On today's BradCast: With all the knives out between all of the 2020 Democratic Presidential candidates at Wednesday night's debate in Las Vegas, you may not have noticed that there was actually a rather substantive policy debate within it over how to deal with our intensifying climate emergency. But we noticed. [Audio link to show follows below.]
It's rare enough that climate and environmental issues are raised at all by Presidential Debate moderators, much less to allow for substantive discussion of differences between the candidates. And, in the few instances that it happens, the conversation is often buried at the end of the forum, and/or otherwise completely ignored in post-debate coverage which tends to be overwhelmed by electorate politics and horse-race discussion. That is an extraordinary disservice to the electorate, especially given that, as a number of recent polls both nationally and in early primary states reveal, climate change is now among the top issue for voters, often this cycle coming in second only to health care and ahead of both economic and foreign policy issues.
So, before Wednesday's debate gives way entirely to Saturday's Nevada Caucuses and next week's South Carolina Primary and then Super Tuesday in 14 states just three days later on March 3rd, we thought many still-undecided voters might be well-served by some expert help in unpacking some of the key differences between the leading candidates on climate action policies. Unlike Donald Trump and the Republicans, who treat the matter as a joke, all of the Democrats claim to understand the existential threat posed by global warming. But the differences in their responses to questions on the matter --- which are sometimes much larger than you may have noticed --- is both telling and informative.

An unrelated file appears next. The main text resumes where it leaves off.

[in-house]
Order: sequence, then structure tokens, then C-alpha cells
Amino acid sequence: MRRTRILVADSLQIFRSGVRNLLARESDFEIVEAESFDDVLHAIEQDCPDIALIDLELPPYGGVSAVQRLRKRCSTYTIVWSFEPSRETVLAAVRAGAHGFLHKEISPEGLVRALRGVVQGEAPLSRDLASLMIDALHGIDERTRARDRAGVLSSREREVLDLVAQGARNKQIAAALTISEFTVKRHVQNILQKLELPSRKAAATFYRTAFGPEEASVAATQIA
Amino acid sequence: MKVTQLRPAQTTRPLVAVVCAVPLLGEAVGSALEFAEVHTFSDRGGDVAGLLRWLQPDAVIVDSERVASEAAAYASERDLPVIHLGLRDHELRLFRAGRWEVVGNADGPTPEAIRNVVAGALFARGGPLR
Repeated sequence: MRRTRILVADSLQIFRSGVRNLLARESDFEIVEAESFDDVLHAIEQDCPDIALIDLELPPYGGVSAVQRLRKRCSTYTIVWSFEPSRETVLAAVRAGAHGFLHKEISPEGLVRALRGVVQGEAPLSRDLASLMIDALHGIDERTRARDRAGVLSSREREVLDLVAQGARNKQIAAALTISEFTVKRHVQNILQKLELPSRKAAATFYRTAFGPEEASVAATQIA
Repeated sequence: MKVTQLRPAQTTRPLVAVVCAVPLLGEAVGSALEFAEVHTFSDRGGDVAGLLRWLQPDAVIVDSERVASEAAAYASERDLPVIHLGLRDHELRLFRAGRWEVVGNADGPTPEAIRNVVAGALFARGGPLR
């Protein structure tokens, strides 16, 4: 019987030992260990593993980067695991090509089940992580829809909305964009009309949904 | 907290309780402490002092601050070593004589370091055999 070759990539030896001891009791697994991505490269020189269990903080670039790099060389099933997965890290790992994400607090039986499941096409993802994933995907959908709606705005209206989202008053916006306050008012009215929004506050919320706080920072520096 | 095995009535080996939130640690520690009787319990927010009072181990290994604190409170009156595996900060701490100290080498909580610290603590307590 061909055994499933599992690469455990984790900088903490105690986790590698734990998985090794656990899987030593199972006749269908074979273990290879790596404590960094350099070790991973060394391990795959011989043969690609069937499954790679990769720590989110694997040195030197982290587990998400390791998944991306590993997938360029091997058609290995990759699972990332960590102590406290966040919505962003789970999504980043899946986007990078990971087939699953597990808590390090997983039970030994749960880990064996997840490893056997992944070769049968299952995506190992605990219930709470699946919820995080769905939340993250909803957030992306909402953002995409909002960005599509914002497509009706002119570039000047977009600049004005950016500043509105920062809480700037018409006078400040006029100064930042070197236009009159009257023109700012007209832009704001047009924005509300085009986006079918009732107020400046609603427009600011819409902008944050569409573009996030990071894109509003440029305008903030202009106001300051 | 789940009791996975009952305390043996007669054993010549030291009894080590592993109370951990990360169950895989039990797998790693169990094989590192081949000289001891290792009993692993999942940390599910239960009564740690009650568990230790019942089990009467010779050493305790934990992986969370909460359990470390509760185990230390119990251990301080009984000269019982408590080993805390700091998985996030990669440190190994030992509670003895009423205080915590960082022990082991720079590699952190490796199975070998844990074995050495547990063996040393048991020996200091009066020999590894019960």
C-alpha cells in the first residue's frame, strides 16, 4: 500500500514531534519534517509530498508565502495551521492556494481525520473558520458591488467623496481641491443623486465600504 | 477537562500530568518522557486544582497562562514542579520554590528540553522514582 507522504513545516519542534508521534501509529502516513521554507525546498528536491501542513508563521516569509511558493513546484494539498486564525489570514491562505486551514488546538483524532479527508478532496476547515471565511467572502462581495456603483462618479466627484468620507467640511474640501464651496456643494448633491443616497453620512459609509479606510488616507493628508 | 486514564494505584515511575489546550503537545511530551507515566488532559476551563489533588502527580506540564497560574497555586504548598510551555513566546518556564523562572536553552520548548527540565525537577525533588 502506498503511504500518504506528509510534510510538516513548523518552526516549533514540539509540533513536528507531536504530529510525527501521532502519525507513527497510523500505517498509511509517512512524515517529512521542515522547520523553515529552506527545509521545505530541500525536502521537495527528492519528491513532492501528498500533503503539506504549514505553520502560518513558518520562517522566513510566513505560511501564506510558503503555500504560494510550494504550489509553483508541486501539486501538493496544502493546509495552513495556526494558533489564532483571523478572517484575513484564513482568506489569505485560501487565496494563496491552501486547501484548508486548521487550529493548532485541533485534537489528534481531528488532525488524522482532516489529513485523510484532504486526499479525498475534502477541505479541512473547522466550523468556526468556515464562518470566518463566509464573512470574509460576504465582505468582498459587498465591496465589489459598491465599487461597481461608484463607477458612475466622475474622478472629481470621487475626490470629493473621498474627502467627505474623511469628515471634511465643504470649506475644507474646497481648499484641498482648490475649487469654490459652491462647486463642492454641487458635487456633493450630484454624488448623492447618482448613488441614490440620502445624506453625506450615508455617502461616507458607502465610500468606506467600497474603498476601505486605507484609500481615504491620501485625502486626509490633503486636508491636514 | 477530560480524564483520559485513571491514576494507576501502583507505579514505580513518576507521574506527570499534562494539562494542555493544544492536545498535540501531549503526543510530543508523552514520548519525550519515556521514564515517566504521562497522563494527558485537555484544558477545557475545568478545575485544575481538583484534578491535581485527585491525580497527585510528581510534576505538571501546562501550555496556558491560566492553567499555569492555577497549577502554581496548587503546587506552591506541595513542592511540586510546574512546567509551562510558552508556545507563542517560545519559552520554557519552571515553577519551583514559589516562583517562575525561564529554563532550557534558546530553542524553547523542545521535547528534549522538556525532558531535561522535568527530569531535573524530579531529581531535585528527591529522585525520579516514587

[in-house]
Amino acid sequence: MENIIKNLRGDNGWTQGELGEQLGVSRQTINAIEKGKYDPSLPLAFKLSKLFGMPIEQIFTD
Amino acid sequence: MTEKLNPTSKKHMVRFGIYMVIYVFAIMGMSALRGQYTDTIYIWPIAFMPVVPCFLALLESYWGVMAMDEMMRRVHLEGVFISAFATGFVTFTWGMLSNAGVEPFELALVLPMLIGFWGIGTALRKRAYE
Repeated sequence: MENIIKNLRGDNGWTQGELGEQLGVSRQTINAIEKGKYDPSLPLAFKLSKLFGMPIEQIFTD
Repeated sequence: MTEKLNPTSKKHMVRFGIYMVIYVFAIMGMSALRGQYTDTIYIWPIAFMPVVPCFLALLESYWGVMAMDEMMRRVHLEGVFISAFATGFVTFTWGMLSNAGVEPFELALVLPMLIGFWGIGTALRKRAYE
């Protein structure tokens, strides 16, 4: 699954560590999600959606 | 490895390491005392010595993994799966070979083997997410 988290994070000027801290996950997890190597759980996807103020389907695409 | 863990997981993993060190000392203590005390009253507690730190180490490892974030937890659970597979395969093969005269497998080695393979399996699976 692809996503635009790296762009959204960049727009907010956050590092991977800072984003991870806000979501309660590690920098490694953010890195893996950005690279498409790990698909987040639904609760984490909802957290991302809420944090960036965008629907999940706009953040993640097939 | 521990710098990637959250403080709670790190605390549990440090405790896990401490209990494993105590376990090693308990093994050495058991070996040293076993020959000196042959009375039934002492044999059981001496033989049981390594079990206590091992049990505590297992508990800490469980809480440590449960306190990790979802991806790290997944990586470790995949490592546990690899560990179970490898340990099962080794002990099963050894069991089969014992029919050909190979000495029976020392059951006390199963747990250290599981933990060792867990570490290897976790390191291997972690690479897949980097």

To that end, we are joined today for a sharp review of the climate crisis portion of Wednesday's debate by LEAH STOKES of UC-Santa Barbara and DAVID ARKUSH of Public Citizen to break down the candidates differing positions for and against fracking bans; on taking on the fossil fuel industry and its executives politically, economically and, yes, criminally; on killing the filibuster; on carbon taxes; on a Green New Deal; on which of the candidates are climate champions (and which are not); and much more!
Both Stokes and Arkush are excellent and unabashed climate policy communicators with long and impressive track records of advocacy on these matters, including with elected officials. Neither of them pull any punches (unlike a number of the candidates on Wednesday night on this issue) and one of them even notes that fossil fuel industry executives could be, perhaps should be, not only prosecuted for fraud, but even "for homicide"...depending on who becomes the nominee and if they can take back the White House (and the Senate!) this November...
(Snail mail support to "Brad Friedman, 7095 Hollywood Blvd., #594 Los Angeles, CA 90028" always welcome too!)